In Allegheny County, bald eagles are sprucing up their nests before mating

John Hayes, Pittsburgh Post-Gazette on

Published in Outdoors

Winter is home improvement season in the bald eagle world. In Allegheny County, five nests are bustling with activity and one eagle couple are, well, companions without commitment.

The eagles' return to the Pittsburgh area this century proved that the Smoky City is cleaning up its act, and in 2023 their story continues. Three experienced eagle pairs have settled into a now-familiar nest renovation and mating routine, two young couples are still learning the lessons of parenthood and one lovelorn two-time widower continues his struggle to find a lifelong mate and raise a family.

Bald eagles had mostly abandoned the region in the first half of the 20th century. In 1980 there were just a few known nests in Pennsylvania. Nationwide, the species was on the brink of collapse.

As federal pollution regulations and habitat reform slowed the eagles' population collapse, wildlife agencies nationwide initiated restoration programs.

Pennsylvania Game Commission staff imported eaglets from Canada, wore eagle-face hand puppets to feed and fledge them and delivered the immature birds to locations throughout the state. In 2007 the U.S. Fish and Wildlife Service removed bald eagles from the national list of endangered and threatened species.

In 2010, a landowner in Crescent noticed a giant mass of sticks high in a white ash tree. The nest was soon confirmed to be the handiwork of bald eagles. A short glide as the eagle flies to the Ohio River, the nest was the county's first since the eagle's revival. During the next decade, more woven-stick masses as wide as 5 feet across and weighing 1,000 pounds were spotted.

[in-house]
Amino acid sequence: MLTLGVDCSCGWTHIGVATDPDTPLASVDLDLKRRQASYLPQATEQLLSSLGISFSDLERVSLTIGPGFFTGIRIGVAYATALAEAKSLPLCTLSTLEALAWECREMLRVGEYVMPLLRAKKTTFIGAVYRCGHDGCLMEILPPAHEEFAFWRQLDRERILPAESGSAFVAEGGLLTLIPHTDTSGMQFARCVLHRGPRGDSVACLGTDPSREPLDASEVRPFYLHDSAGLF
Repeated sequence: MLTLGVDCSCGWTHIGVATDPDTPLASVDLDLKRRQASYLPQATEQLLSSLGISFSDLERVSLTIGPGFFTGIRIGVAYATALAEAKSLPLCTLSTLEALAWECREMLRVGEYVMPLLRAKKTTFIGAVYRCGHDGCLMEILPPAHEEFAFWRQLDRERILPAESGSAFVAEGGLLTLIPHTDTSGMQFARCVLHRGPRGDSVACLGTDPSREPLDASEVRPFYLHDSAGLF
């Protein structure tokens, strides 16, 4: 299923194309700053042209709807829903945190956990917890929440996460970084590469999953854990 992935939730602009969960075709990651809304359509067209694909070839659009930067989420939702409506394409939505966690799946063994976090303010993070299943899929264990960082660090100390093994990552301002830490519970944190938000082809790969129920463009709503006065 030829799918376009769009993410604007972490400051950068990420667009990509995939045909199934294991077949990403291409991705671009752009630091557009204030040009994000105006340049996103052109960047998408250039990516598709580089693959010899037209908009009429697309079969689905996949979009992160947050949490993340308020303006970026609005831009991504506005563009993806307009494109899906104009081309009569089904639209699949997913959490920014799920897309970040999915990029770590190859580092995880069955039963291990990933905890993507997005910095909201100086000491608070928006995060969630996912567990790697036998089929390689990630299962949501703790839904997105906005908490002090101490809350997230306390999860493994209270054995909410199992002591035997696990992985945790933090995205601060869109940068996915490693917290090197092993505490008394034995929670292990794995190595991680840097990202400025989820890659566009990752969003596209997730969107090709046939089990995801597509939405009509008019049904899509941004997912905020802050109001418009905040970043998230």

Views into the nest bowls were not possible until 2014, when the Murrysville-based PixCams, with state Game Commission approval, provided a nest site in the Hays neighborhood in Pittsburgh with one of the first free-to-view live-streaming wildlife cameras.

Suddenly, the birds were stars, generating 3.5 million page views in the camera's first six months. Eagle lovers worldwide watched in real time as eggs were laid, chicks pushed through their shells and cute balls of feathers grew into fledglings that nervously leaped off the tree in their attempts to fly high above the Monongahela River.

The same year, Pennsylvania's bald eagle population achieved predetermined conservation benchmarks, warranting release from endangered and threatened status. They were upgraded to protected, the same oversight given to most self-sustaining wildlife. In most cases, a federal law prohibits killing bald and golden eagles or taking their parts, feathers, nests or eggs.

"There are hundreds of active eagle nests across the state now," said Seth Mesoras, the information and education supervisor for the Game Commission's southwest region. "When they were still vulnerable, we were going out weekly to check on what stages they were in. Now that they are thriving, we can focus on increasing the population of the species, not on individual nests."


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